We Are Okay is a novel about grief and about trying to find your way back to yourself when you’re not even sure who that is anymore. I definitely see the appeal of this quiet coming of age story.
We’re Going to Need More Wine by Gabrielle Union
(Dey Street Books, 2017, 272 pages)
I’m a Gabrielle Union fan and while I knew I would read this book I was wary about the quality of the writing. Celebrity memoirs typically go one of two ways, and I was scared to have this be a letdown. Union actually exceeded my expectations. The essays in this book range from humorous to serious. I laughed out loud a few times and I found myself raging alongside her when she talked about having to teach her black stepsons how to protect their lives in this world we live in.
This book reads the way Union would talk if she actually was one of your girlfriends dishing over wine. I definitely recommend it. She talks about everything from claiming your sexuality and partying with Prince to dealing with personal trauma and facing what it’s like toe be black in America. This was an entertaining and well-written book that lands firmly on the side of quality celebrity memoirs. That being said, while she does discuss her marriage to Duane Wade, there’s not a ton of dish there so don’t expect too much on that front 😉
Dangerous Minds (Knight and Moon #2)
by Janet Evanovich
(Bantam, 2017, 319 pages)
Dangerous Minds: A Knight and Moon Novel by Janet Evanovich is the second book in the series featuring Emerson Knight and Riley Moon. In this novel, Emerson’s Buddhist monk friend, Wayan Bagus, asks Emerson to help him find his missing island located near Samoa. The island has vanished into thin air. The only clue that Wayan has is that the men who removed him from his island had distinctive tattoos and uniforms. Emerson traces the uniforms back to the National Park Service and follows the clues from there.
The plots in this series are very improbable, but the quirky characters make the story fun to read. Besides Emerson and Riley, there is Emerson’s cousin, Vernon, who believes in Bigfoot and pretty women. There is the Buddhist monk who loves watching old movies even in the midst of life-threatening events. Then, there is the villain who uses a hatchet as one of his primary weapons. There is no mention of a third book in this series, but it is probably only a matter of time.
Spinning by Tillie Walden
(Roaring Book Press, 2017, 402 pages)
This autobiographical graphic novel follows Tillie Walden through her teen years starting when her family moves to another state, and she is forced to join a new skating rink and get used to a new group of girls. With an emotionally absent mother and parents who never attend her skating events, Tillie becomes the target of other girls’ mothers who continually stare her down and accuse her of not paying for lessons. Tillie also experiences bullying by other girls, sexual harassment by her SAT tutor, and loss of a first love. She finds solace in a few close friends and her cello teacher. Not too many good things happen to this poor girl except that she’s a good skater, but she doesn’t always succeed at that. There isn’t really anything intriguing about this story, but it was interesting enough that I continued to read it; maybe I was hoping it would get better for her. Recommended if you like graphic novels, but not if you’re looking for something really exciting to happen.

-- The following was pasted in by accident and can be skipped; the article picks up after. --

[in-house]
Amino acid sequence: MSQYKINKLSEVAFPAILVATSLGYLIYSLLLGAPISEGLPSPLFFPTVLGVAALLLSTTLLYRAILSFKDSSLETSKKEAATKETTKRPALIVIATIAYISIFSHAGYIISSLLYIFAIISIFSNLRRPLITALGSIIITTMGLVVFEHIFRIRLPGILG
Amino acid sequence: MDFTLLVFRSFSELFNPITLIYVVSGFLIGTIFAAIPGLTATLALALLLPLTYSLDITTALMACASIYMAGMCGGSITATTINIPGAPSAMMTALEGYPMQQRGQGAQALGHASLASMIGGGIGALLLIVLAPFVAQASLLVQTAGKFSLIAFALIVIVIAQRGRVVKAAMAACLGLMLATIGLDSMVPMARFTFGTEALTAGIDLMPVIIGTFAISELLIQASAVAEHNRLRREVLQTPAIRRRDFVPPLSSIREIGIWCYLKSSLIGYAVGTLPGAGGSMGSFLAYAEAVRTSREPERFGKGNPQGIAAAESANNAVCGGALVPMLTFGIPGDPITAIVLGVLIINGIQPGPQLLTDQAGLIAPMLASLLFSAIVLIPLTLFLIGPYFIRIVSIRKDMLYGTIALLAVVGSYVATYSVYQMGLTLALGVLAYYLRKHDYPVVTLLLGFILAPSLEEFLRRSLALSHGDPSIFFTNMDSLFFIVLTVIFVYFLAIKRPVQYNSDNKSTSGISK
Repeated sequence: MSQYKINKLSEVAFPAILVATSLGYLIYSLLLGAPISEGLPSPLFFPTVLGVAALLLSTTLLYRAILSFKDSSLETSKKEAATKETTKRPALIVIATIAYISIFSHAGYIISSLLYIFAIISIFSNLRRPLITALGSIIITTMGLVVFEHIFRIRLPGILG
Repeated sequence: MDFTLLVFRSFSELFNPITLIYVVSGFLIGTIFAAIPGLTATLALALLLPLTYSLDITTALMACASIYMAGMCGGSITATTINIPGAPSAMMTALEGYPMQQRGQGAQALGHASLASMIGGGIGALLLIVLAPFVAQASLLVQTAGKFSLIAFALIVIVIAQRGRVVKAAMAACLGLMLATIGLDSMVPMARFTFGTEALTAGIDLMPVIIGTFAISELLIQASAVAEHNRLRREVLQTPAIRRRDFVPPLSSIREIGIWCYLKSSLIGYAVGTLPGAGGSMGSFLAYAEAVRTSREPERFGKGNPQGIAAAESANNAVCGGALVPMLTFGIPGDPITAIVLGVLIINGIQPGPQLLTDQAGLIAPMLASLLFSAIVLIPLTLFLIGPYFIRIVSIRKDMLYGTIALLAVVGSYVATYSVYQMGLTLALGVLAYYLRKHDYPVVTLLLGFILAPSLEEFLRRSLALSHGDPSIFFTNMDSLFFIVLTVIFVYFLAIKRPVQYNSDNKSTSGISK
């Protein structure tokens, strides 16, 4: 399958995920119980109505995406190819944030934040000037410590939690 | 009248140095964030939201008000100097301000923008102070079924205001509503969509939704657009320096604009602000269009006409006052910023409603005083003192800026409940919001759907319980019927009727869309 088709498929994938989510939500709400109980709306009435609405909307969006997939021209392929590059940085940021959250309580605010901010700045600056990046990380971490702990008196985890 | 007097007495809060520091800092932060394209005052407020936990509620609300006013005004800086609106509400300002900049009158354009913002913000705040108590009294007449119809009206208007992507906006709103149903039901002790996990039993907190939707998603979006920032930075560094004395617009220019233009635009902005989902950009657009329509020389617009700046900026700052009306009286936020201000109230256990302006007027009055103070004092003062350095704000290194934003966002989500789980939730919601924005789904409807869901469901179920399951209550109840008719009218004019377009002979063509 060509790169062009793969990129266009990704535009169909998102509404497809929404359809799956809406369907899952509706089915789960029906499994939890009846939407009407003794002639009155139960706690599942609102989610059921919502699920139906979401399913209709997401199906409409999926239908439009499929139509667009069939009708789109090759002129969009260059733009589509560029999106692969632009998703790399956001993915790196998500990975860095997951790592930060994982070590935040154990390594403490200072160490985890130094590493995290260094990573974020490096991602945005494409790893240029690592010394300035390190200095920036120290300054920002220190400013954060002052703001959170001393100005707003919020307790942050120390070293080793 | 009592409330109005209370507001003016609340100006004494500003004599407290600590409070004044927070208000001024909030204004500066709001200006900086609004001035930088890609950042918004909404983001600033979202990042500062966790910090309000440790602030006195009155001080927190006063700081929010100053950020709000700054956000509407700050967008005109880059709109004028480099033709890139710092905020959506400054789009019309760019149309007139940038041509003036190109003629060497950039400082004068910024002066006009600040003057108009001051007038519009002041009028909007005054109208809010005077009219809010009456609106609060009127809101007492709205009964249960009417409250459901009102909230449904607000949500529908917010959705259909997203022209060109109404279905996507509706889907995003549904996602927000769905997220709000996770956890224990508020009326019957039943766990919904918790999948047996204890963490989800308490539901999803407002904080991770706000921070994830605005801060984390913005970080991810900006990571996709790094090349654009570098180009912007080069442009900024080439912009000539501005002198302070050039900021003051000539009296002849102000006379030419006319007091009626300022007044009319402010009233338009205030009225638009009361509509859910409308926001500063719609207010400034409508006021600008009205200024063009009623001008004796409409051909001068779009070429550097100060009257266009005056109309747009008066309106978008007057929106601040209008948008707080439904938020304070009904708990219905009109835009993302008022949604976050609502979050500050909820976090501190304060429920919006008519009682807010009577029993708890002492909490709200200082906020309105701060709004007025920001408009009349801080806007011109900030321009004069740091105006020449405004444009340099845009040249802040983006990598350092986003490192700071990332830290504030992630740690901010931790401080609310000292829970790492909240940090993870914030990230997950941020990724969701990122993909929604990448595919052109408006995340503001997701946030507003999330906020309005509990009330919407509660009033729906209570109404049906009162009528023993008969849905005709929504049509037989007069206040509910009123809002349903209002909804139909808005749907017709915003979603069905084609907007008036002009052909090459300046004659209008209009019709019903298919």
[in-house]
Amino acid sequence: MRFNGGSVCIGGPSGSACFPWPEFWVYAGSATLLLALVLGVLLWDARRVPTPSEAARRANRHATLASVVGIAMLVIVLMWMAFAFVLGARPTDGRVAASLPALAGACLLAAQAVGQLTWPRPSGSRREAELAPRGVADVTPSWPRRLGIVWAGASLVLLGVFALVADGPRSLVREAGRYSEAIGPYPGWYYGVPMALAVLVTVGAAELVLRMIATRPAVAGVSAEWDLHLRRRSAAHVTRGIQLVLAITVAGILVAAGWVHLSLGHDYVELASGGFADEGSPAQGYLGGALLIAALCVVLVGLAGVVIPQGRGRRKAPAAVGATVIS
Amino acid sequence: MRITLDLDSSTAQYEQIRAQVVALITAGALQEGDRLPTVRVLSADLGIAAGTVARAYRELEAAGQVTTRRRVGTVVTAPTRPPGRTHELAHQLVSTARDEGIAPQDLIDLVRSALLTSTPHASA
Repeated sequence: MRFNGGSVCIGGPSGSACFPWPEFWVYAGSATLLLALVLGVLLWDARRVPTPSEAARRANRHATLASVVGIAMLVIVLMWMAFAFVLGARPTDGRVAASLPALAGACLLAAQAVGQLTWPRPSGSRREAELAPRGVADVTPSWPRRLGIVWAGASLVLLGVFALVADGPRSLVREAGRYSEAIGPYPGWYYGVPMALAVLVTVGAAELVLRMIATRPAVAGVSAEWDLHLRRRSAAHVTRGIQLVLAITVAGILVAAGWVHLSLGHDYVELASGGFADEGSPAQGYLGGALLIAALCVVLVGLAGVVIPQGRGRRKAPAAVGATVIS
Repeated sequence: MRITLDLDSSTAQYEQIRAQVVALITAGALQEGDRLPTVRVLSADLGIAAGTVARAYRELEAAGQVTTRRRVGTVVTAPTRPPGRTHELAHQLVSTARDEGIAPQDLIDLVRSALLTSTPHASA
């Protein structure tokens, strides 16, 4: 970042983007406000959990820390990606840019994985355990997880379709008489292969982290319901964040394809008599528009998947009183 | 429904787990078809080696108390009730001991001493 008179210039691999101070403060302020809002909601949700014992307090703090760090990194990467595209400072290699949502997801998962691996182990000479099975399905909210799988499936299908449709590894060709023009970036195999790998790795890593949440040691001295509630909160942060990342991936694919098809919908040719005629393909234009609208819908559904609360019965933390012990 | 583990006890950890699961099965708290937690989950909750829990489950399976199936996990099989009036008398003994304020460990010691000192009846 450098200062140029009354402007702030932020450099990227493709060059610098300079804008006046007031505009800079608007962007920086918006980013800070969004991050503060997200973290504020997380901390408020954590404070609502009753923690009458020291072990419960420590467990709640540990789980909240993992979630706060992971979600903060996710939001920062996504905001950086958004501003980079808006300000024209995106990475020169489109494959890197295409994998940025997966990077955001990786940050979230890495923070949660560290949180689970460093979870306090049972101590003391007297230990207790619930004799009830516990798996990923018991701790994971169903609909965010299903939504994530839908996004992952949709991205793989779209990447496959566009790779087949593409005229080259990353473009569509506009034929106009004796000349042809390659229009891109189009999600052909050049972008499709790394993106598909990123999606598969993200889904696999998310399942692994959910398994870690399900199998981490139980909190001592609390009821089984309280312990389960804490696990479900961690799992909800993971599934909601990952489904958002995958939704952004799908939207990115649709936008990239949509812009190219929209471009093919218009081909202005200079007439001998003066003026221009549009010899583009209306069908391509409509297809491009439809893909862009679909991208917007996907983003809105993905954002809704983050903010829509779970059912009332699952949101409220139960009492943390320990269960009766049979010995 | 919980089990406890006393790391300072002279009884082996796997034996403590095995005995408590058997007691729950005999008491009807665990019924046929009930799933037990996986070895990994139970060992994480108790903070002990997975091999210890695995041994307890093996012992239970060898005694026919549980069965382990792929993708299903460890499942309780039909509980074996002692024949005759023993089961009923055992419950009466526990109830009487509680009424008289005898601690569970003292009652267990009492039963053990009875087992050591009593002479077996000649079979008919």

Jackie’s Girl: My Life with the Kennedy Family by Kathy McKeon
(Simon & Schuster, 2017, 321 pages)
As a teenager, author Kathy McKeon left Ireland for the U.S., and in 1964, landed a job as the personal assistant to Jacqueline Kennedy. Referred to as “Jackie’s Girl” by JFK’s mother Rose Kennedy—who couldn’t keep all of her children’s employee’s names straight—McKeon also often served as the caretaker of Mrs. Kennedy’s children, Caroline and John. This is an insightful and touching story of what it was like to be close to the most famous family in the world at the time. Mrs. Kennedy (called “Madam” by McKeon) expected loyalty of her employees—sometimes demanding overtime even if they had other plans, or requiring them to drop everything at the last minute to leave the country for 2 or 3 weeks—but she returned the loyalty “tenfold” with her generosity and otherwise caring nature. The stories of Caroline and John as children are also very endearing. McKeon takes the reader through all of the Kennedy main events—the untimely assassination of Robert Kennedy, the tragic death of a young woman in a car driven by Ted Kennedy, Jackie’s marriage to Aristotle Onassis, and, ultimately, the deaths of Jackie and John, Jr., to whom she had remained close over the years. The audio version of the book is read by Irish American actress Aedin Moloney, whose accent gives authenticity to McKeon’s words. She also does a great job with the sweet, high, sometimes breathy voice of Jacqueline Kennedy. The book made me chuckle and cry, and I would listen to it again. Highly recommended.